13. Catastrophic failure in complex socio-technical systems

    Energy Technology Data Exchange (ETDEWEB)

    Weir, D. [Intercultural Management, Rue Dostoievski, BP 085, 06902 Sophia Antipolis (France)]. E-mail: dweir@tinyworld.co.uk

    2004-07-01

    This paper reviews the sequences leading to catastrophic failures in complex socio-technical systems. It traces some of the elements of an analytic framework to that proposed by Beer in Decision and Control, first published in 1966, and argues that these ideas are centrally relevant to a topic on which research interest has developed subsequently, the study of crises, catastrophes and disasters in complex socio-technical systems in high technology sectors. But while the system perspective is central, it is not by itself entirely adequate. The problems discussed cannot be discussed simply in terms of system parameters like variety, redundancy and complexity. Much empirical research supports the view that these systems typically operate in degraded mode. The degradations may be primarily initiated within the social components of the socio-technical system. Such variables as hierarchical position, actors' motivations and intentions are relevant to explain the ways in which communication systems typically operate to filter out messages from lower participants and to ignore the 'soft signals' issuing from small-scale and intermittent malfunctions. (author)

  14. Zeeman catastrophe machines as a toolkit for teaching chaos

    International Nuclear Information System (INIS)

    Nagy, Péter; Tasnádi, Péter

    2014-01-01

    The investigation of chaotic motions and cooperative systems offers a magnificent opportunity to involve modern physics in the basic course of mechanics taught to engineering students. In this paper, it will be demonstrated that the Zeeman machine can be a versatile and motivating tool for students to acquire introductory knowledge about chaotic motion via interactive simulations. The Zeeman catastrophe machine is a typical example of a quasi-static system with hysteresis. It works in a relatively simple way and its properties can be understood very easily. Since the machine can be built easily and the simulation of its movement is also simple, the experimental investigation and the theoretical description can be connected intuitively. Although the Zeeman machine is known mainly for its quasi-static and catastrophic behaviour, its dynamic properties are also of interest with its typical chaotic features. By means of a periodically driven Zeeman machine, a wide range of chaotic properties of the simple systems can be demonstrated, such as bifurcation diagrams, chaotic attractors, transient chaos, Lyapunov exponents and so on. This paper is organically linked to our website (http://csodafizika.hu/zeeman) where the discussed simulation programs can be downloaded. In a second paper, the novel construction of a network of Zeeman machines will be presented to study the properties of cooperative systems. (paper)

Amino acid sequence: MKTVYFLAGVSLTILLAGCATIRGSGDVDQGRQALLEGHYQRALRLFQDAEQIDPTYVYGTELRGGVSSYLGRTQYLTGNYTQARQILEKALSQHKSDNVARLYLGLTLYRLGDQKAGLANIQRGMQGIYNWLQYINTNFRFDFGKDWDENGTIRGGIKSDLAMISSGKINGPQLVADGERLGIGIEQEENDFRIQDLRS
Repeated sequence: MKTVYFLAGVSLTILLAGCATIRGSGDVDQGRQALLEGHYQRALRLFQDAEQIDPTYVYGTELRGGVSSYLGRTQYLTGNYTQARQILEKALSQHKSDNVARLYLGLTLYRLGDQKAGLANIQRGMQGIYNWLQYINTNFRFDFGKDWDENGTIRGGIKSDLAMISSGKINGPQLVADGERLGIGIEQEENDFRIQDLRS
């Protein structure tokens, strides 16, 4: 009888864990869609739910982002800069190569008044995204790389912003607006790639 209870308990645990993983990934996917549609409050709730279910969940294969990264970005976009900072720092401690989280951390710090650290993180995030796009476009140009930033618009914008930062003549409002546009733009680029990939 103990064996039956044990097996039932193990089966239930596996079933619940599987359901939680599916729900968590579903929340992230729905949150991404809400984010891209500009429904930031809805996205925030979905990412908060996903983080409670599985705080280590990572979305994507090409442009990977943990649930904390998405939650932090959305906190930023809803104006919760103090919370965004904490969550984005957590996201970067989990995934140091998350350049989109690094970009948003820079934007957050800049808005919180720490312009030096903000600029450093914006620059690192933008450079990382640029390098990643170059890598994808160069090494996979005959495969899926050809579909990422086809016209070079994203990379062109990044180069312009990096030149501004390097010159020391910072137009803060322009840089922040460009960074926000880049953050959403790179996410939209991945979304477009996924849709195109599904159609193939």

15. Global regime shift dynamics of catastrophic sea urchin overgrazing

    Science.gov (United States)

    Ling, S. D.; Scheibling, R. E.; Rassweiler, A.; Johnson, C. R.; Shears, N.; Connell, S. D.; Salomon, A. K.; Norderhaug, K. M.; Pérez-Matus, A.; Hernández, J. C.; Clemente, S.; Blamey, L. K.; Hereu, B.; Ballesteros, E.; Sala, E.; Garrabou, J.; Cebrian, E.; Zabala, M.; Fujita, D.; Johnson, L. E.

    2015-01-01